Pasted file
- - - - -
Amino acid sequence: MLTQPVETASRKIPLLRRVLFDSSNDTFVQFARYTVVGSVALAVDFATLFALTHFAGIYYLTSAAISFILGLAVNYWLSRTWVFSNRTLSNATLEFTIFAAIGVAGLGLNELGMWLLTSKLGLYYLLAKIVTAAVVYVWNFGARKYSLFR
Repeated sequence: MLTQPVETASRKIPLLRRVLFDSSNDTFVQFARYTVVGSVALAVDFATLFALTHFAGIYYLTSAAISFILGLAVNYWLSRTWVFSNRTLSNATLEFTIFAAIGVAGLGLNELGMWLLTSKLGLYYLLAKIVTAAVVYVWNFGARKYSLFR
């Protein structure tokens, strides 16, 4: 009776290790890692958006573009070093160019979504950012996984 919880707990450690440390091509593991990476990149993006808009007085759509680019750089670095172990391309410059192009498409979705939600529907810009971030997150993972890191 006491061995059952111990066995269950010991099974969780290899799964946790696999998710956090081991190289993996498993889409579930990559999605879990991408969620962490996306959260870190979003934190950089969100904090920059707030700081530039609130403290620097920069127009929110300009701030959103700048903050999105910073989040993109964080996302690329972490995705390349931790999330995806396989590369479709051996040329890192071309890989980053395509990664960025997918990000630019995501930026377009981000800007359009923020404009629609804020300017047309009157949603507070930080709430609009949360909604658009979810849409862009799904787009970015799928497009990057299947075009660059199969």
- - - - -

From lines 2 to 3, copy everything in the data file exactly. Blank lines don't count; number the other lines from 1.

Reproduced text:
Repeated sequence: MLTQPVETASRKIPLLRRVLFDSSNDTFVQFARYTVVGSVALAVDFATLFALTHFAGIYYLTSAAISFILGLAVNYWLSRTWVFSNRTLSNATLEFTIFAAIGVAGLGLNELGMWLLTSKLGLYYLLAKIVTAAVVYVWNFGARKYSLFR
């Protein structure tokens, strides 16, 4: 009776290790890692958006573009070093160019979504950012996984 919880707990450690440390091509593991990476990149993006808009007085759509680019750089670095172990391309410059192009498409979705939600529907810009971030997150993972890191 006491061995059952111990066995269950010991099974969780290899799964946790696999998710956090081991190289993996498993889409579930990559999605879990991408969620962490996306959260870190979003934190950089969100904090920059707030700081530039609130403290620097920069127009929110300009701030959103700048903050999105910073989040993109964080996302690329972490995705390349931790999330995806396989590369479709051996040329890192071309890989980053395509990664960025997918990000630019995501930026377009981000800007359009923020404009629609804020300017047309009157949603507070930080709430609009949360909604658009979810849409862009799904787009970015799928497009990057299947075009660059199969």